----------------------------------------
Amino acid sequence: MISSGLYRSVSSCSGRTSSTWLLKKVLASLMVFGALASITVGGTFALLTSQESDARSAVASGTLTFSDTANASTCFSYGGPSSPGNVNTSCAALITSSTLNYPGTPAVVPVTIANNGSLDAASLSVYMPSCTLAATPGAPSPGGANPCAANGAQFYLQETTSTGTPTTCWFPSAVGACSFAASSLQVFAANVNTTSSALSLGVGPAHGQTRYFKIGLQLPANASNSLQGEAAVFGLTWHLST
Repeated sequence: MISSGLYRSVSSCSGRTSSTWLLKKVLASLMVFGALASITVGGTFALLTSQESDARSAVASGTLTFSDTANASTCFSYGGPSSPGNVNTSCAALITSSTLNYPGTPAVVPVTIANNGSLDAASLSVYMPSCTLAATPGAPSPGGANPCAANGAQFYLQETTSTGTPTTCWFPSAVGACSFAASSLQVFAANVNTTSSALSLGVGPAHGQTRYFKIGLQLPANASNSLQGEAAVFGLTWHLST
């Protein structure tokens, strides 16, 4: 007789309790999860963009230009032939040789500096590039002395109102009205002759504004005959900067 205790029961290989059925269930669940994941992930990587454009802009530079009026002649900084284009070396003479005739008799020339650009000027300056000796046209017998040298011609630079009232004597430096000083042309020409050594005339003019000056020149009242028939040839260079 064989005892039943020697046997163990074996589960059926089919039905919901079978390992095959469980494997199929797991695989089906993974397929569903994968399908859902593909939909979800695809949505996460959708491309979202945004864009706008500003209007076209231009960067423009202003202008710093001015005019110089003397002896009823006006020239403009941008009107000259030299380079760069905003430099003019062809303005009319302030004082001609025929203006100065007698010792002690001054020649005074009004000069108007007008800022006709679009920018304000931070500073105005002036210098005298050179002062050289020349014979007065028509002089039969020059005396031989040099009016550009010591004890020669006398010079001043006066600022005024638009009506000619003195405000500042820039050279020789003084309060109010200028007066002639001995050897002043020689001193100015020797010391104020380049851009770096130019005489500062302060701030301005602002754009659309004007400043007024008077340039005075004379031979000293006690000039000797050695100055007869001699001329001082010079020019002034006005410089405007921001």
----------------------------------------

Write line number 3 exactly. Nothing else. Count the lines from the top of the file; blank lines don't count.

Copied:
């Protein structure tokens, strides 16, 4: 007789309790999860963009230009032939040789500096590039002395109102009205002759504004005959900067 205790029961290989059925269930669940994941992930990587454009802009530079009026002649900084284009070396003479005739008799020339650009000027300056000796046209017998040298011609630079009232004597430096000083042309020409050594005339003019000056020149009242028939040839260079 064989005892039943020697046997163990074996589960059926089919039905919901079978390992095959469980494997199929797991695989089906993974397929569903994968399908859902593909939909979800695809949505996460959708491309979202945004864009706008500003209007076209231009960067423009202003202008710093001015005019110089003397002896009823006006020239403009941008009107000259030299380079760069905003430099003019062809303005009319302030004082001609025929203006100065007698010792002690001054020649005074009004000069108007007008800022006709679009920018304000931070500073105005002036210098005298050179002062050289020349014979007065028509002089039969020059005396031989040099009016550009010591004890020669006398010079001043006066600022005024638009009506000619003195405000500042820039050279020789003084309060109010200028007066002639001995050897002043020689001193100015020797010391104020380049851009770096130019005489500062302060701030301005602002754009659309004007400043007024008077340039005075004379031979000293006690000039000797050695100055007869001699001329001082010079020019002034006005410089405007921001």